5 secrets of successful mobile app developers
Mobile application developers have never had it better – or worse.
On the one hand, the research firm Gartner predicts that by 2015 there will be 1 billion iPad users and 2.5 billion smartphone owners. For app developers, this means the potential customer base is vast.
On the other hand, the app marketplace has become so crowded – with nearly 60,000 new apps created every month – that developers struggle to get noticed. In their attempts to launch the next big mobile app, new developers too often make avoidable mistakes.
If you are getting ready to bring your mobile app to market, ensure your success by studying what successful developers have learned through trial and error.
1. Great ideas do not automatically yield great success. Consumers are overwhelmed by choice right now.
The mere fact that your app is amazing will not help customers find it. Similarly, a bad idea does not guarantee failure.
There are other forces at work when it comes to creating buzz around a new app.
Consider the rise of Angry Birds, the best-selling paid app ever released. It is a fun game, but its success is also tied to its developer’s work to promote the game via a YouTube trailer and a free “lite” version of the app.
All of those factors were important in the enormous success of Angry Birds.
2. Do not rush an app to market. Your concept might be revolutionary, but if your app functionality is clunky, the only market awareness you will capture will be negative.
If there are bugs in your app, take the time to fix them before you launch. You will protect your long-term reputation and establish more trust among users if you make sure your mechanics are perfect before going to market.
3. Words matter as much as code. Once they have perfected their apps, many developers are tempted to sit back and wait for the users to come to them.
Unfortunately, completing the technical work is just phase one of the project.
You should spend an equal amount of effort crafting a compelling product description for target users.
Other supporting content might include a Web site where you give detailed information about the app, share screenshots, announce new developments, and share advice for common problems.
4. Remember the user. For whom did you design this app? That person’s needs and interests should be clear to you. If they are not, your marketing efforts will be more difficult and probably less effective.
Ask yourself, “Who is this user? Which channels will he trust most for help in choosing an app? Where and when will he use this app? What are his goals for using it? How much time does he have?”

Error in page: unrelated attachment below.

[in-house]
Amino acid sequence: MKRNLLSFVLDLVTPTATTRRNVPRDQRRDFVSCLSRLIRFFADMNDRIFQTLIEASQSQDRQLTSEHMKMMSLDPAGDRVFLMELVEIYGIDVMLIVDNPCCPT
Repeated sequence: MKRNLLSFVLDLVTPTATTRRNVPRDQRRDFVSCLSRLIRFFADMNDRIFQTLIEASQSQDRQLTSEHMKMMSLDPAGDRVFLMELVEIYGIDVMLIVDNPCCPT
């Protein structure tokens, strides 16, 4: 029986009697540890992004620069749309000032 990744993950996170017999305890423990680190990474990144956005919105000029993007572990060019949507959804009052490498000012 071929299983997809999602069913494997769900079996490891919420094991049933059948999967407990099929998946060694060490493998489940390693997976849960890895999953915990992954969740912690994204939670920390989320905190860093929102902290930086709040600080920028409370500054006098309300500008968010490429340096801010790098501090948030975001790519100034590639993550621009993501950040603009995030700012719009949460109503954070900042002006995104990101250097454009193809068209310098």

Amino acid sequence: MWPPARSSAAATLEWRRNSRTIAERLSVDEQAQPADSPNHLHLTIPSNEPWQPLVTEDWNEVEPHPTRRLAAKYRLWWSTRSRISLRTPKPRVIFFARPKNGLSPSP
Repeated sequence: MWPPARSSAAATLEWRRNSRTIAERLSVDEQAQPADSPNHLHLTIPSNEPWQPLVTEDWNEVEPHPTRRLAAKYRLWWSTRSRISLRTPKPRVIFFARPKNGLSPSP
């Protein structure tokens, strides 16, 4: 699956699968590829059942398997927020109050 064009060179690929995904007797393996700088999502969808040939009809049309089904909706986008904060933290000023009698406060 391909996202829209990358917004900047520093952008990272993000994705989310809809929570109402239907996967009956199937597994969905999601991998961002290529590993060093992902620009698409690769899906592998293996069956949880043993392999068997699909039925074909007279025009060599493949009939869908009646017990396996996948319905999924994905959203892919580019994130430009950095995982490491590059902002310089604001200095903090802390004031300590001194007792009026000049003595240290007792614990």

5. Market wisely. Advertising is a direct way to reach an audience, but it can also be expensive, particularly for as-yet-undiscovered developers.
Pay-per-success campaigns offer a more budget-friendly option for developers who want to incorporate advertising into their marketing plans.
These campaigns only charge you when the ad leads to a direct download.
The other benefit of such offerings is that you can track downloads and hits and adjust messaging accordingly.
Even more cost-effective is word-of-mouth marketing, since your users do the work of exposing your app to larger audiences. Their authentic recommendations often carry more weight with prospects than ads, and user-generated feedback typically leads to dramatically better download rates.
A five-star user rating, for example, yields more enthusiastic response than any paid advertisement could.
Marketing new apps for maximum buzz
With tens of thousands of new items flooding app stores every month, it is no longer enough for developers to be good.
To capture the attention of a distracted market, app makers also need to be smart, aggressive promoters.
The most effective marketing strategy in this environment builds on the social behavior of customers, who often rely on each other’s activity and advice in choosing which apps to buy and which to ignore.
This is one of the most significant secrets successful app developers know, and it is easy enough for new players to learn it.
Make a great product, learn about the user who will embrace it, and then help her share her experiences with a wide circle of friends. Your results will be measurable in increased app exposure and download rates.